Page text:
Today in History

Today In History – March 4

Today In History – March 4

  • AD 51 – Nero, later to become Roman emperor, is given the title princeps iuventutis (head of the youth).
  • 306 – Martyrdom of Saint Adrian of Nicomedia.
  • 852 – Croatian Knez Trpimir I issues a statute, a document with the first known written mention of the Croats name in Croatian sources.
  • 932 – Translation of the relics of martyr Wenceslaus I, Duke of Bohemia, Prince of the Czechs.
  • 1152 – Frederick I Barbarossa is elected King of Germany.
  • 1238 – The Battle of the Sit River is fought in the northern part of the present-day Yaroslavl Oblast of Russia between the Mongol hordes of Batu Khan and the Russians under Yuri II of Vladimir-Suzdal during the Mongol invasion of Rus’.
  • 1351 – Ramathibodi becomes King of Siam.
  • 1386 – Władysław II Jagiełło (Jogaila) is crowned King of Poland.
  • 1461 – Wars of the Roses in England: Lancastrian King Henry VI is deposed by his House of York cousin, who then becomes King Edward IV.
  • 1493 – Explorer Christopher Columbus arrives back in Lisbon, Portugal, aboard his ship Niña from his voyage to what are now The Bahamas and other islands in the Caribbean.
  • 1519 – Hernán Cortés arrives in Mexico in search of the Aztec civilization and its wealth.
  • 1628 – The Massachusetts Bay Colony is granted a Royal charter.
  • 1665 – English King Charles II declares war on the Netherlands marking the start of the Second Anglo-Dutch War.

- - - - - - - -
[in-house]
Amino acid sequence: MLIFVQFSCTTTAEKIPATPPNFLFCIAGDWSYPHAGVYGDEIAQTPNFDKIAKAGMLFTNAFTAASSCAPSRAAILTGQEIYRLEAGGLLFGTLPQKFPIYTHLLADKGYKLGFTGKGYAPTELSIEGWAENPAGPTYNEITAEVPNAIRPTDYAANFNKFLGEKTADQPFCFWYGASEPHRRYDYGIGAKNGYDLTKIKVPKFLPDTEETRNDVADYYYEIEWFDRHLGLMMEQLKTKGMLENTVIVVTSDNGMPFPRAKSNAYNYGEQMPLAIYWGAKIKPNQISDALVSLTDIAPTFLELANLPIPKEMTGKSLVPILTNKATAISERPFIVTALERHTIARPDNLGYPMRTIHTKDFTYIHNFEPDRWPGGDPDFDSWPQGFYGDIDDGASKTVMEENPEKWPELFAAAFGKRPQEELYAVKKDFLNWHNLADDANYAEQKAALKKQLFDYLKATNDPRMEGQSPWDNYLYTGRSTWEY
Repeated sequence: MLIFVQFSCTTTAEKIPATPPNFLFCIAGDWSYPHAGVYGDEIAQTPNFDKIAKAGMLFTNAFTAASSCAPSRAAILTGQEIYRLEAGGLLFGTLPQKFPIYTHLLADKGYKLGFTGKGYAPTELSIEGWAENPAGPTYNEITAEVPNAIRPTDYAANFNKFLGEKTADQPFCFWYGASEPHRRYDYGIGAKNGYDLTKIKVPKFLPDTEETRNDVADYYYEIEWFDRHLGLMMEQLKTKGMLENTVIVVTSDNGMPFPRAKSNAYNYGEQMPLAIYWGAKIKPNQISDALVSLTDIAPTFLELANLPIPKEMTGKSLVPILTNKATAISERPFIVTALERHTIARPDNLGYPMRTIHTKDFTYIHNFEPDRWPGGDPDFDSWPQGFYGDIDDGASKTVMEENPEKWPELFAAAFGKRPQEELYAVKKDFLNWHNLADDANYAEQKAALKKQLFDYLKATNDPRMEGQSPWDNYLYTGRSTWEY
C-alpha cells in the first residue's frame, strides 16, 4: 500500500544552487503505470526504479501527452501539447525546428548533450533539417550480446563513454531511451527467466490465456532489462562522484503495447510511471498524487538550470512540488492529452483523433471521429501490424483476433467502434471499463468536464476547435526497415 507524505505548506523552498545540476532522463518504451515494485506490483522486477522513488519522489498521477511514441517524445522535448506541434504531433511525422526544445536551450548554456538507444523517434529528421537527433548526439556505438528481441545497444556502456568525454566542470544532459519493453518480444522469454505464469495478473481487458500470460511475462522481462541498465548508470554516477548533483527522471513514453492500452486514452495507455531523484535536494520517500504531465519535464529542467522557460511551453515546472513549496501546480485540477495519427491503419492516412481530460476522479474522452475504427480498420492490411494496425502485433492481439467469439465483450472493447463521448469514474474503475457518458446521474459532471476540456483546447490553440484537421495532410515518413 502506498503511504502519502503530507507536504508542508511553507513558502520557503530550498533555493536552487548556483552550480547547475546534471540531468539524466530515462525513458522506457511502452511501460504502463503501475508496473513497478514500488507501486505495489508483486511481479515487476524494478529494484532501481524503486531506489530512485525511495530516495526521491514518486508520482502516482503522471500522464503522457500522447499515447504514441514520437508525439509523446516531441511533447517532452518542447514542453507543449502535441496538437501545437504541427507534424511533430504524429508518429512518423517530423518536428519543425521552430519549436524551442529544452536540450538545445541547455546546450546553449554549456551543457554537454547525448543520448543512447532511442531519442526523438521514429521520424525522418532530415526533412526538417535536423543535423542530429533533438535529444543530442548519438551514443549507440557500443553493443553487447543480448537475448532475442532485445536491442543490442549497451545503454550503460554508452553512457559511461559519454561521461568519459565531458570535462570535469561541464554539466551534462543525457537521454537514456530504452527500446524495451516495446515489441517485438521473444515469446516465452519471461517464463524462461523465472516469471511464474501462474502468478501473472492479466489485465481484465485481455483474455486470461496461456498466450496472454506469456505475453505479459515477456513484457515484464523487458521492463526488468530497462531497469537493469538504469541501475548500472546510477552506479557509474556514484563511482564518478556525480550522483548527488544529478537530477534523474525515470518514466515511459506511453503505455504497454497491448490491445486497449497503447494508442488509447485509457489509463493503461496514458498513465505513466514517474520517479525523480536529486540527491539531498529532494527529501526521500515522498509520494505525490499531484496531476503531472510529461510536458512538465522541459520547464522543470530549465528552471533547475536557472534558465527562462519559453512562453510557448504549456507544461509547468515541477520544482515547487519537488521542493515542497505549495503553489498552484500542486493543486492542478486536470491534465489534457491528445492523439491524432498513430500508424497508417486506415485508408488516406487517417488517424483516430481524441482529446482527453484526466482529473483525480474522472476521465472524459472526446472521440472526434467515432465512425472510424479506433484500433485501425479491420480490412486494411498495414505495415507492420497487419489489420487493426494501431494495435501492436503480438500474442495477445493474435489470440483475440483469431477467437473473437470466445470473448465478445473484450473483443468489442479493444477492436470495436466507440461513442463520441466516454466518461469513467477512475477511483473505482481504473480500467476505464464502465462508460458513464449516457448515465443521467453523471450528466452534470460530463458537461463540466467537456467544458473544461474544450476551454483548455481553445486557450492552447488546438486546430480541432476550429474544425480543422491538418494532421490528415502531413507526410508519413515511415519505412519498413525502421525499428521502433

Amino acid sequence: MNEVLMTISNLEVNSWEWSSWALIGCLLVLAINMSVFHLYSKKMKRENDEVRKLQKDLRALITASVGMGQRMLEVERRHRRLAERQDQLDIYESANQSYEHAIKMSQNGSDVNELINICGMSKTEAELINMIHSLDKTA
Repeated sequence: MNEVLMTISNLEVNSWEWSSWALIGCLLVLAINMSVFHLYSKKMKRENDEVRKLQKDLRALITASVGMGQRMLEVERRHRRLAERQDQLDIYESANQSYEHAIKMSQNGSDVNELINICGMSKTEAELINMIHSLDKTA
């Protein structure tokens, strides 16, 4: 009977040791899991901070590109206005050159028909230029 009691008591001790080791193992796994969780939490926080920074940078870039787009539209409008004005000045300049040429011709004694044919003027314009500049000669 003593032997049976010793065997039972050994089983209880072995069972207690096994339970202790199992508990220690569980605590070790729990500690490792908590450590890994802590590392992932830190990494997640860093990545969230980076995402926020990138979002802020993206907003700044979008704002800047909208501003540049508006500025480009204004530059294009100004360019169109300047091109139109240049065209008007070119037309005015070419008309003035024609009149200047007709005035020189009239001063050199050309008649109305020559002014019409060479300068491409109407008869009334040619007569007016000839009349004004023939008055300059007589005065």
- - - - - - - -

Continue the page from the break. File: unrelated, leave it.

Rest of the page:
• 1675 – John Flamsteed is appointed the first Astronomer Royal of England.
  • 1681 – Charles II grants a land charter to William Penn for the area that will later become Pennsylvania.
  • 1776 – American Revolutionary War: The Continental Army fortifies Dorchester Heights with cannon, leading the British troops to abandon the Siege of Boston.
  • 1789 – In New York City, the first Congress of the United States meets, putting the United States Constitution into effect. The United States Bill of Rights is written and proposed to Congress.
  • 1790 – France is divided into 83 départements, cutting across the former provinces in an attempt to dislodge regional loyalties based on ownership of land by the nobility.
  • 1791 – The Constitutional Act of 1791 is introduced by the British House of Commons in London which envisages the separation of Canada into Lower Canada (Quebec) and Upper Canada (Ontario).
  • 1791 – Vermont is admitted to the United States as the fourteenth state.
  • 1794 – The 11th Amendment to the U.S. Constitution is passed by the U.S. Congress.
  • 1797 – John Adams is inaugurated as the 2nd President of the United States of America, becoming the first President to begin his presidency on March 4.